Movers Caught in Bait and Switch
TRENTON — State authorities have filed suit against two New Jersey moving companies that enticed customers with low-cost estimates and then held their belongings hostage for jacked up prices and — in one case — sex.
Progressive Movers of Paterson and ABC Packing Services of Lodi were ordered Tuesday by a state Superior Court judge to shut down and return property without payment pending the outcome of the lawsuit, filed by the state Attorney General’s Office.
The state has received 87 complaints from consumers who said they were victims of the predatory “bait-and-switch” tactic, the office said in a news release. No other companies have as many complaints against them, the office said.
“This action stands as a warning to predatory movers, and a reminder that consumers should learn as much as they can about a moving company, before trusting its workers with their valued property,” Eric Kanefsky, acting director of the state Division of Consumer Affairs, said in a statement.
The companies allegedly required customers to sign blank or incomplete forms, and then filled in the blanks to add exorbitant charges that were unjustifiable or unwarranted, the office said.
The added charges inflated the total price of each move anywhere from $500 to $4,940, the office said. The average total price of $1,400 was more than 500 percent above an original $210 quote.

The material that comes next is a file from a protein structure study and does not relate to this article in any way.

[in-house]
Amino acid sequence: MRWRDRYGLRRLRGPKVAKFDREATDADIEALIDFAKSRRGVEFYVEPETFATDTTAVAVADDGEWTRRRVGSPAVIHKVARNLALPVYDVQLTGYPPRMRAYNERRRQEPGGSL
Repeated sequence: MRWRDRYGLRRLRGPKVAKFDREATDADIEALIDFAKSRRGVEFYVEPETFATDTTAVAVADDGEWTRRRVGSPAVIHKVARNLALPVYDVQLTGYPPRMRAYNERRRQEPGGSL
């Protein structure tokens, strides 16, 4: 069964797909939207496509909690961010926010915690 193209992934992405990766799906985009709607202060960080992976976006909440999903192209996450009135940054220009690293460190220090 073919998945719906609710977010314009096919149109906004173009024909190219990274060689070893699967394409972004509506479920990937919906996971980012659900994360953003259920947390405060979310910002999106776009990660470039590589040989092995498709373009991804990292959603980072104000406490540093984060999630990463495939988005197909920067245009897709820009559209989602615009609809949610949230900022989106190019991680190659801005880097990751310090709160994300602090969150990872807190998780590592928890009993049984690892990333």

When customers refused to pay, the companies locked up their belongings, refused to return them and, on one occasion, demanded sex in return for reducing the price, the office said.
Authorities said that on several occasions, the companies drove away with customers’ property, refused to return it for days, and when they did, many items were missing or damaged.
Progressive Movers advertised under several names — including Modern One Versatile Expert Relocation Service, M.O.V.E.R.S., and Modern M.O.V.E.R.S. — and is owned and operated by Konstantin Egorov, the office said.
Although consumers contracted with Progressive Movers, they later were presented with charges for packing services and materials allegedly demanded under the name of a company they had never heard of before the moves , the office said.
That company, ABC Packing Services, owned by Yevgeniy “Eugene” Piksun, was not licensed to perform moving services in New Jersey , the office said.
The state alleges that Egorov and Piskun used aliases when interacting with consumers. Egorov used the first names “Greg” or “Kyle”, and Piskun used the name “Sam,” the office said.
The two men also allegedly gave documents to consumers using the name State Wide Box Company, Inc., even though that company name is not registered to them, and the actual registered business by that name has no relation to Egorov or Piskun, the office said.